The New Middle GroundAlternative Trading Systems

DAMS takes direct aim at what is considered one of the most vexing problems for digital asset platforms: how to regulate early-stage projects before they mature and become sufficiently decentralized. To solve this, the bill would allow certain platforms to register as Alternative Trading Systems (ATS). This designation – which the SEC could not deny to a platform that sought it solely on the basis that the assets traded are digital assets – would permit a platform to offer restricted digital assets, subject to certain informational disclosure requirements.

Through Decentralization, an Off-Ramp from SEC Regulation

The bill would allow digital asset issuers to demonstrate that a platform associated with a given token is both functional and sufficiently decentralized so as to render its token a commodity and not a security – and thus outside the ambit of SEC enforcement. This is meant to address what has been one of the biggest points of contention between the industry and the SEC: whether a project or platform is “far enough along,” i.e., operational and distributed such that its tokens are not investment contract securities. Thus, under DAMS, a platform is “functional” when (inter alia) the assets on the network are used for transmitting value, interacting with a network application, or participating in the network’s governance.[7] And it is “decentralized” when the initial backers of the project can show they are no longer primarily in control of it: no single entity has exerted unilateral control over the network for the past year; the token issuer (or affiliate) has not owned or exerted voting power in excess of 20% of issued tokens; the issuer has not substantially changed the network’s code or marketed the network in the past three months; and all tokens issued in the last year have been created by the system’s “programmatic functioning.”[8]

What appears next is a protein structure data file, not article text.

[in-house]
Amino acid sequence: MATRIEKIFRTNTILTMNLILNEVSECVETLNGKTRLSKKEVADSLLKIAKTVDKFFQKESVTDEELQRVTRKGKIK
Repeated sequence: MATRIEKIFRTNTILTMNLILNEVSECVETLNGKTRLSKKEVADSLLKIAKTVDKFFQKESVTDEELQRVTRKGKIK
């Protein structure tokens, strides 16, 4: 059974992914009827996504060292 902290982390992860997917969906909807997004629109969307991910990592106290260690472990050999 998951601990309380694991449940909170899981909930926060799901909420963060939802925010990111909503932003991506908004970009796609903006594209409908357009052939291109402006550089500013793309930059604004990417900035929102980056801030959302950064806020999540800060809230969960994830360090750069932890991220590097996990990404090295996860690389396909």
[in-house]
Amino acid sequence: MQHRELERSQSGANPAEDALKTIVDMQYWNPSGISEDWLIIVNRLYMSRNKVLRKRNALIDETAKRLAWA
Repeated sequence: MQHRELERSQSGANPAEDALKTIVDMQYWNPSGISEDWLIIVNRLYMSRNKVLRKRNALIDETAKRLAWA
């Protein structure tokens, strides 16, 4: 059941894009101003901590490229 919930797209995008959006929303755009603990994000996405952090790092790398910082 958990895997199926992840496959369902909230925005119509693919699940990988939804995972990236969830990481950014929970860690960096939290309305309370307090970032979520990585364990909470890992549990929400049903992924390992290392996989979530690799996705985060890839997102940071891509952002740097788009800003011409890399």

A More Robust Role for the CFTC

The bill envisions that the lifecycle of a successful blockchain project culminates in its tokens being traded and used by a widely-distributed network of people. Once a network can certify that it is functional and decentralized, DAMS generally exempts its tokens from SEC oversight (see discussion, supra) and would regulate them not as securities, but as digital commodities. It is at this point where the drafters have elevated the role of the CFTC in supervising blockchain networks and trading markets. The bill would confer “exclusive regulatory jurisdiction” on the CFTC to supervise a newly-defined class of token market participants: digital commodity exchanges (DCEs), digital commodity dealers (DCDs), and digital commodity brokers (DCBs).[9] And the bill would state that a payment stablecoin should be considered a digital commodity, and thus subject to CFTC jurisdiction.